Level I, Well Newborn Nursery. This kind of nursery has a clinical team of health care providers who take care of:
- Babies born on time (at about 40 weeks) who are stable (for example, they can breathe on their own and can maintain their body temperature)
- Babies born at 35 to 37 weeks who are stable
- Babies who are sick or born before 35 weeks, but only until they can be moved to a nursery with a higher level of care
Level II, Special Care Nursery. This kind of nursery has a clinical team who takes care of:
- Babies born at or after 32 weeks who weigh more than 1,500 grams (3.3 pounds). These babies may have some health problems, but they’re not so serious that they need a higher level of care.
- Babies born before 32 weeks or less than 1,500 grams, but only before being moved to a higher level of care.
- Babies who have just gotten out of a newborn intensive care unit (also called NICU) and are growing and doing well before being able to go home.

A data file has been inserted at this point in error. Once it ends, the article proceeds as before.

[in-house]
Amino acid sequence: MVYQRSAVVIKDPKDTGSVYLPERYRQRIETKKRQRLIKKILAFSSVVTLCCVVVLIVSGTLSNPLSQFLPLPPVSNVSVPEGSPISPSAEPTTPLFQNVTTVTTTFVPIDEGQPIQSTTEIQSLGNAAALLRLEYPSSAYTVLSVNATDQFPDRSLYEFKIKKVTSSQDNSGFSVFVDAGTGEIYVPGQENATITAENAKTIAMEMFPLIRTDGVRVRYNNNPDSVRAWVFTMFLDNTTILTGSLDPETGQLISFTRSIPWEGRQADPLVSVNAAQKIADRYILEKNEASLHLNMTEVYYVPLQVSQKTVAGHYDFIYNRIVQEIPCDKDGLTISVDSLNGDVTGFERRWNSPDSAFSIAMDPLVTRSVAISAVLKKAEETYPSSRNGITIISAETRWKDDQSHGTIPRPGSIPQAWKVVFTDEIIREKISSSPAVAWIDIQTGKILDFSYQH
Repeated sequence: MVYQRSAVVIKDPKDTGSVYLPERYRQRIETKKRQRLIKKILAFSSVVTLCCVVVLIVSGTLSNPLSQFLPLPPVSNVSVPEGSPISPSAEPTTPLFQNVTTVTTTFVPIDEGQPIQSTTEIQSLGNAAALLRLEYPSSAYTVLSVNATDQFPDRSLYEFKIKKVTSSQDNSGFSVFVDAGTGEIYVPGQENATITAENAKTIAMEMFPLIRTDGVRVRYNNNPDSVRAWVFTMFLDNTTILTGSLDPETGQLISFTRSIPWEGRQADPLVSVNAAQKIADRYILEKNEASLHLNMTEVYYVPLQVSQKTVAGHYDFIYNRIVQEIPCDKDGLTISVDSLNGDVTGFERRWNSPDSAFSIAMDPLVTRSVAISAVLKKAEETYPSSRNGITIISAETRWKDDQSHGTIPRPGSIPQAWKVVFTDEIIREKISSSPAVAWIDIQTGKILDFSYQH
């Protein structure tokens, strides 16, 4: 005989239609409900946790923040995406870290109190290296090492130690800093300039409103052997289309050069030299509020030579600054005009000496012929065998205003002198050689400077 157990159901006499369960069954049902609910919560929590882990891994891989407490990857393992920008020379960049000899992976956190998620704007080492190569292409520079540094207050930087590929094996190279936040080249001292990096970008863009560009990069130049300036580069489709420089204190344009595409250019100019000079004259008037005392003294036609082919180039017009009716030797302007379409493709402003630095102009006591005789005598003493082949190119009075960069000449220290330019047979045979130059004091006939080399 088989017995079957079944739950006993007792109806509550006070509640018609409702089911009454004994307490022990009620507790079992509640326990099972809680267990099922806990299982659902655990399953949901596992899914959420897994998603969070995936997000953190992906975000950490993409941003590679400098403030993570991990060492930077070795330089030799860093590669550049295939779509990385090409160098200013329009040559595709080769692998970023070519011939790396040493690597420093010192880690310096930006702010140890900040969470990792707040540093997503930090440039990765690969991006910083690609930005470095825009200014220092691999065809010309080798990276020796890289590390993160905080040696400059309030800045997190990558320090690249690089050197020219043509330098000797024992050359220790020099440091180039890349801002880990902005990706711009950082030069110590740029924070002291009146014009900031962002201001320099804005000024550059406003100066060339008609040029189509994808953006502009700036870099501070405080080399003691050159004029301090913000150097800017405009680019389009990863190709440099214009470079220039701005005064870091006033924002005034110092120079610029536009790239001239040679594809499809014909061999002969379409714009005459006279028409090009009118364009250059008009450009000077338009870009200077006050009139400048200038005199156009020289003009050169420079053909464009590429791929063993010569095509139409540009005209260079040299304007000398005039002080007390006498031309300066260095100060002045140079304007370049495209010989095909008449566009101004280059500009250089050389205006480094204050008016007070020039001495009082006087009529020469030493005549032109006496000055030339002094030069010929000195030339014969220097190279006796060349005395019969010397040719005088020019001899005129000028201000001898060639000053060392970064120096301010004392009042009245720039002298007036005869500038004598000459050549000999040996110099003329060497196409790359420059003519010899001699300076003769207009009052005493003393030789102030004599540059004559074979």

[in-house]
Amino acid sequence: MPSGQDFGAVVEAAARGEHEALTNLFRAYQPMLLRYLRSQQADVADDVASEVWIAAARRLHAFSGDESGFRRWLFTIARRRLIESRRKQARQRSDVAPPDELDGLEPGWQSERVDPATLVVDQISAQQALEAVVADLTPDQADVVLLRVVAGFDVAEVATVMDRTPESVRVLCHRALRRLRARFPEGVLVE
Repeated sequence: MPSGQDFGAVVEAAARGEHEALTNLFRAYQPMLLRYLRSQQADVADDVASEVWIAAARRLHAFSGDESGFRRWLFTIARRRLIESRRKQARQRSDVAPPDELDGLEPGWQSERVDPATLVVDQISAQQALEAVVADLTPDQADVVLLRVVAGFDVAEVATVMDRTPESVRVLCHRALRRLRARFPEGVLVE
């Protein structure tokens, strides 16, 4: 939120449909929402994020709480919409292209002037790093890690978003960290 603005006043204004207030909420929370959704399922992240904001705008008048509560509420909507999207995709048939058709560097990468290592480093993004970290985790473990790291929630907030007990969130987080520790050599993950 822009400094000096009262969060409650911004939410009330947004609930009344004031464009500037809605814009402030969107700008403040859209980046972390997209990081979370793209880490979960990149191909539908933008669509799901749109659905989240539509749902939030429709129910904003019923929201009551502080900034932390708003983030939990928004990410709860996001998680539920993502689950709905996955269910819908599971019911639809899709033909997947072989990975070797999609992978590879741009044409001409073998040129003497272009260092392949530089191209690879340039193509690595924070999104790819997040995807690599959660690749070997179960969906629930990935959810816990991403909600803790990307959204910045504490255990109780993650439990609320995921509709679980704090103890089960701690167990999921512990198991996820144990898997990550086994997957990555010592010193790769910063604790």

- Babies who need equipment to help them breathe. These babies should stay in this kind of nursery only for about 24 hours or less; if they need breathing help longer, they should be moved to a higher level of care.
Level III, NICU. This kind of nursery has a clinical team who takes care of:
- Babies born before 32 weeks who weigh less than 1,500 grams.
- Babies of any age or weight who are critically ill.
- Babies who need equipment to help them breathe to stay alive.
Ideally, babies with conditions that are known before birth and who need this level of care are born in a Level III hospital and don’t have to be transported (moved) from a lower level nursery after birth. This nursery has a full range of health care providers, including pediatric subspecialists (for example, doctors who specialize in treating children’s heart, lungs or kidneys), specialized nurses and equipment to care for very sick babies.
Level IV, Regional NICU. This is the highest level of care for babies. This kind of nursery has a clinical team who takes care of babies who need special surgery for birth defects and other disorders. This nursery has a full range of health care providers, including pediatric subspecialists, specialized nurses and equipment to care for very sick babies.